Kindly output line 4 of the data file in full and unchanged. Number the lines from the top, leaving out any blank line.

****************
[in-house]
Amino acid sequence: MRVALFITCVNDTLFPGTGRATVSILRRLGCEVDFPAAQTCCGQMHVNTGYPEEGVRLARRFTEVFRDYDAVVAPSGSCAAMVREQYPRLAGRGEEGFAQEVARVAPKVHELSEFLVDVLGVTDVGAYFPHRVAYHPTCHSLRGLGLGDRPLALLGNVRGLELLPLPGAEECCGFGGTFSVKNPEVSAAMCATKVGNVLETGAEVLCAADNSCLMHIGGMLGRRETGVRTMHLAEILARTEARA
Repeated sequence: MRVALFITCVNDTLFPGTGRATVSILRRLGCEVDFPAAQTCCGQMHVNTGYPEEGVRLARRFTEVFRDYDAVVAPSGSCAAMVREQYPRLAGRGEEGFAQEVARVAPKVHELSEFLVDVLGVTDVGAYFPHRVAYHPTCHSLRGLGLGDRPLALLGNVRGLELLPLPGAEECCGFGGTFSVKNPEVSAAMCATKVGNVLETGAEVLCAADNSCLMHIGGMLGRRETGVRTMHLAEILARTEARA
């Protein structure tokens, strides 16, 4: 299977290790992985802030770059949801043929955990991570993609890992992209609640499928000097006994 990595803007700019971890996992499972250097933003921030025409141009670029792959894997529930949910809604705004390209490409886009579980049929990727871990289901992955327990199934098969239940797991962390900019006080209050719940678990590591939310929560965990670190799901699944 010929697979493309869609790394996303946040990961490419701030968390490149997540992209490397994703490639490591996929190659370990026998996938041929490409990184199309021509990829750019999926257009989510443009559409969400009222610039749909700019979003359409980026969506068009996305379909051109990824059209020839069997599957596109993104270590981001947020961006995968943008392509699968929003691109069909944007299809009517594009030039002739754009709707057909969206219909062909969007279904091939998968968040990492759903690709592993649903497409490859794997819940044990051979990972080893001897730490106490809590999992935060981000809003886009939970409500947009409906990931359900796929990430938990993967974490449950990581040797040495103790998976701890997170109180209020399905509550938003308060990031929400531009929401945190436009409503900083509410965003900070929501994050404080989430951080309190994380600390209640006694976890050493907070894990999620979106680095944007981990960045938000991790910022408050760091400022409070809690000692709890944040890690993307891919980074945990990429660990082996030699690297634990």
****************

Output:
């Protein structure tokens, strides 16, 4: 299977290790992985802030770059949801043929955990991570993609890992992209609640499928000097006994 990595803007700019971890996992499972250097933003921030025409141009670029792959894997529930949910809604705004390209490409886009579980049929990727871990289901992955327990199934098969239940797991962390900019006080209050719940678990590591939310929560965990670190799901699944 010929697979493309869609790394996303946040990961490419701030968390490149997540992209490397994703490639490591996929190659370990026998996938041929490409990184199309021509990829750019999926257009989510443009559409969400009222610039749909700019979003359409980026969506068009996305379909051109990824059209020839069997599957596109993104270590981001947020961006995968943008392509699968929003691109069909944007299809009517594009030039002739754009709707057909969206219909062909969007279904091939998968968040990492759903690709592993649903497409490859794997819940044990051979990972080893001897730490106490809590999992935060981000809003886009939970409500947009409906990931359900796929990430938990993967974490449950990581040797040495103790998976701890997170109180209020399905509550938003308060990031929400531009929401945190436009409503900083509410965003900070929501994050404080989430951080309190994380600390209640006694976890050493907070894990999620979106680095944007981990960045938000991790910022408050760091400022409070809690000692709890944040890690993307891919980074945990990429660990082996030699690297634990």